For grandparents

Iíve been making direct gifts to my grandchild each year into a custodial account (UTMA) with the understanding that those funds are to be used for college. Is there anything wrong with this approach?

Weíre certain the parents appreciate your generosity in making gifts into the UTMA for future your grandchildís college expenses. The interest, dividends, and capital gains each year from the UTMA are reported under the childís social security number. A dependent child can earn up to $1000 (in 2013) in investment income without having to file a tax return, and the next $1,000 is taxed at the lowest income tax bracket. Investment income above $2,000 is taxed at the parentís bracket under the Kiddie Tax.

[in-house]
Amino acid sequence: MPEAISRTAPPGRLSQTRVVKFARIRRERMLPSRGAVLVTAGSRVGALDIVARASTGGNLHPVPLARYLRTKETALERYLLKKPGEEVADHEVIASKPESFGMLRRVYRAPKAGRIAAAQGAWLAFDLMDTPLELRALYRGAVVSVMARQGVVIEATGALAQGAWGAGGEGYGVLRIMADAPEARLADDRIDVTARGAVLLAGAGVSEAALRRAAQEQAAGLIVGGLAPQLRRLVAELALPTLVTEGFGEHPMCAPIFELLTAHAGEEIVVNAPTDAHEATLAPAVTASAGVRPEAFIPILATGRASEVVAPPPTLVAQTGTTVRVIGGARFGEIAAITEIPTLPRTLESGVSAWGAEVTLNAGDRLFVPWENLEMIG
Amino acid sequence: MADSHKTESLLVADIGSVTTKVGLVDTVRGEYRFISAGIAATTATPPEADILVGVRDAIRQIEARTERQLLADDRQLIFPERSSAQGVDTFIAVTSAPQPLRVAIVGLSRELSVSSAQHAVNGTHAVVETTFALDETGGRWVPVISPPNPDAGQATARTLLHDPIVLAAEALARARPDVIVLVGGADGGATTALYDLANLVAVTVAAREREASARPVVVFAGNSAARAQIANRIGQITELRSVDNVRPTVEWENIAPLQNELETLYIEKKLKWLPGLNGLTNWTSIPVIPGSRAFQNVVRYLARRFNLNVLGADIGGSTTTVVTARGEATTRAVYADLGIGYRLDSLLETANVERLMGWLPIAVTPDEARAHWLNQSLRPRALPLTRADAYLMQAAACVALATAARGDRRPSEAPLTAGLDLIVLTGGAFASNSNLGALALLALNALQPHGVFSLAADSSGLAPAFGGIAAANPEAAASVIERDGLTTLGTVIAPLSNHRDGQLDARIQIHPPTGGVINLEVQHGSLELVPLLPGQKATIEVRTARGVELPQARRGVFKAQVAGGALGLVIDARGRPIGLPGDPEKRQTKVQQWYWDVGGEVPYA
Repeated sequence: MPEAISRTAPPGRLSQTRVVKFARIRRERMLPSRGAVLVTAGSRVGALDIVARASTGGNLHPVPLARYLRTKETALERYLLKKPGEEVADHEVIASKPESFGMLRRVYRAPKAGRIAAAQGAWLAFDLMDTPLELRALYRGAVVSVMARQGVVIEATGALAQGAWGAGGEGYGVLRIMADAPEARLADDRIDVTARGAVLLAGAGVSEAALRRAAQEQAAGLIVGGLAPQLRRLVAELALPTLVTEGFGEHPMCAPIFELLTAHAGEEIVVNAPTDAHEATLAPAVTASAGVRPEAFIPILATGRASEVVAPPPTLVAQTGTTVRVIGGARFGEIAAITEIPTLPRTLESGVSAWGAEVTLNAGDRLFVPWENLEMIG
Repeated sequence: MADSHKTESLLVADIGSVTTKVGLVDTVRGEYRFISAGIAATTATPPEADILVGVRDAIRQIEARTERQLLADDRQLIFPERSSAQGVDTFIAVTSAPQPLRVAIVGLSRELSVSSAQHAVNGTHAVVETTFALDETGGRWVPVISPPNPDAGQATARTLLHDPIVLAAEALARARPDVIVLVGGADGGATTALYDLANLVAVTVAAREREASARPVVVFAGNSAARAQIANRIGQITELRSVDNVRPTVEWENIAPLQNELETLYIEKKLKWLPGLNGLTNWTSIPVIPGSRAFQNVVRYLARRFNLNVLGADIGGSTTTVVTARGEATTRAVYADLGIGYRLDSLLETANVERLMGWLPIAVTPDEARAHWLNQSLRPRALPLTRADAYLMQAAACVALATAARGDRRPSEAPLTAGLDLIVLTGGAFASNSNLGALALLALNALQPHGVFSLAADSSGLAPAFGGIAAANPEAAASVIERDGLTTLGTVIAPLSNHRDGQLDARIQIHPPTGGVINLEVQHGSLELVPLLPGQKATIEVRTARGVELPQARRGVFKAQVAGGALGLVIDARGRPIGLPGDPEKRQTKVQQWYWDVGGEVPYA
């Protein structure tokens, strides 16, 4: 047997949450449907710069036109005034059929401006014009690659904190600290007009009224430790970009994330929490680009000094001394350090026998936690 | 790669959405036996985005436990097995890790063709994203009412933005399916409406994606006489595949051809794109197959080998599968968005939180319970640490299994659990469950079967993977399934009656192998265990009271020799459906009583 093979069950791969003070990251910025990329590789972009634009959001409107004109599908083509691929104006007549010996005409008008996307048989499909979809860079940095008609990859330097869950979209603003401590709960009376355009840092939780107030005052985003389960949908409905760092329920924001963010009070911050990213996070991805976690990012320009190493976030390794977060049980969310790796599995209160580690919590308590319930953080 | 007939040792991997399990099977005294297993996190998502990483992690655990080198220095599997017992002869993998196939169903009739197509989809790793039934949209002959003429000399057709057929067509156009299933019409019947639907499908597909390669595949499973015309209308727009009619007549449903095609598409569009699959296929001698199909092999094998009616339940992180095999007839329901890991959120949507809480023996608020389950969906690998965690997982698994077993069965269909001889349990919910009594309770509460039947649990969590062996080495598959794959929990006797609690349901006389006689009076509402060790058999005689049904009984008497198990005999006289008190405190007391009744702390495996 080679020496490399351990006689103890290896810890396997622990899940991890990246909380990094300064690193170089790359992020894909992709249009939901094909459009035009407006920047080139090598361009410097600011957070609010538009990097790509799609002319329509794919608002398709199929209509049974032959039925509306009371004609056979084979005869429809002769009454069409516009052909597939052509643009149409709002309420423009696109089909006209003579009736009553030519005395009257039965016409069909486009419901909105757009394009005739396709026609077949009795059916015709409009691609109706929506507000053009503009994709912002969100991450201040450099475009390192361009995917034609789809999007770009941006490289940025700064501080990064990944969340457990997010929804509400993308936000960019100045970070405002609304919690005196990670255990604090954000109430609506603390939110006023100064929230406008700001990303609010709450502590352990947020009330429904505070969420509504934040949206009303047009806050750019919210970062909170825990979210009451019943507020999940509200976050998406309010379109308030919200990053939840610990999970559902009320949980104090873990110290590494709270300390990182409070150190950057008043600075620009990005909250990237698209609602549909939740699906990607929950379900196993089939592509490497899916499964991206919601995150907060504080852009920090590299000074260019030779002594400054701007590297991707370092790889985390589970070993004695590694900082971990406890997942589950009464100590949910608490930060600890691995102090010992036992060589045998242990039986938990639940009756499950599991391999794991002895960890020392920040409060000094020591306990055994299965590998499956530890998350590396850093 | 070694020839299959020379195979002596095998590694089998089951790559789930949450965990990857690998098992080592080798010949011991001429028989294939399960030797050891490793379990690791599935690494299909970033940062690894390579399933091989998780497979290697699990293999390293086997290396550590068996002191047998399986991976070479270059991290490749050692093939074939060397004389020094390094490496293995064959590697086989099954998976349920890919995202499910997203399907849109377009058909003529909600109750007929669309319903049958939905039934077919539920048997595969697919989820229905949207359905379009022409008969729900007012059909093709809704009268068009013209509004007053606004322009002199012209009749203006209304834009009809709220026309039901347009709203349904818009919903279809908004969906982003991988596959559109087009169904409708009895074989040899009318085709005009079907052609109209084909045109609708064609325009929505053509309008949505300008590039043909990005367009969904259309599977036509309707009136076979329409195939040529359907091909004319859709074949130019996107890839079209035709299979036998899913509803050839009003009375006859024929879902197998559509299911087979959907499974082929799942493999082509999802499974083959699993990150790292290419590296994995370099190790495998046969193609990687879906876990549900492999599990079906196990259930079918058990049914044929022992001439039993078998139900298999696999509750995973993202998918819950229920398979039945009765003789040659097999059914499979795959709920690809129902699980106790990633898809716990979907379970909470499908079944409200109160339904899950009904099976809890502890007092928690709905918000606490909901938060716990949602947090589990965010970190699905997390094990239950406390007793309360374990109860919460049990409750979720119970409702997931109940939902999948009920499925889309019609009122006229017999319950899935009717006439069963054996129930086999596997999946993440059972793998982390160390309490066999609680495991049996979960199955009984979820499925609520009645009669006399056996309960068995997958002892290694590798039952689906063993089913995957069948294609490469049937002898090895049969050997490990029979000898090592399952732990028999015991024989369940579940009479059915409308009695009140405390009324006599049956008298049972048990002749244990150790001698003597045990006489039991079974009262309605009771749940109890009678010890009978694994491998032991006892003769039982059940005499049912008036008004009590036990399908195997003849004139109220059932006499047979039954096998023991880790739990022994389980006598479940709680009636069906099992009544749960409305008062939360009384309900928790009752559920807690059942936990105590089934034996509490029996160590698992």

Most problems with UTMA and UGMA accounts occur when they grow too large. They are treated as student assets and therefore count heavily against eligibility for financial aid. They also become the direct property of the child at a certain age established under state law, and at that time can be spent for any purpose deemed desirable by your grandchild even if not considered desirable by you or the parents. Another consideration is the burden your gifts may place on the parents if the investments trigger a need to file income tax returns. The income tax savings of putting the money into the custodial account can easily be offset or exceeded by the cost of professional help in preparing a childís tax returns.

Kiddie taxpayers include children under the age of 18 (as of December 31), 18-years-olds who are not self-supporting*, and full-time college students ages 19 through 23 who are not self-supporting.

*To be self-supporting, taxpayers must have earned income (i.e. wages) exceeding one-half their total support.


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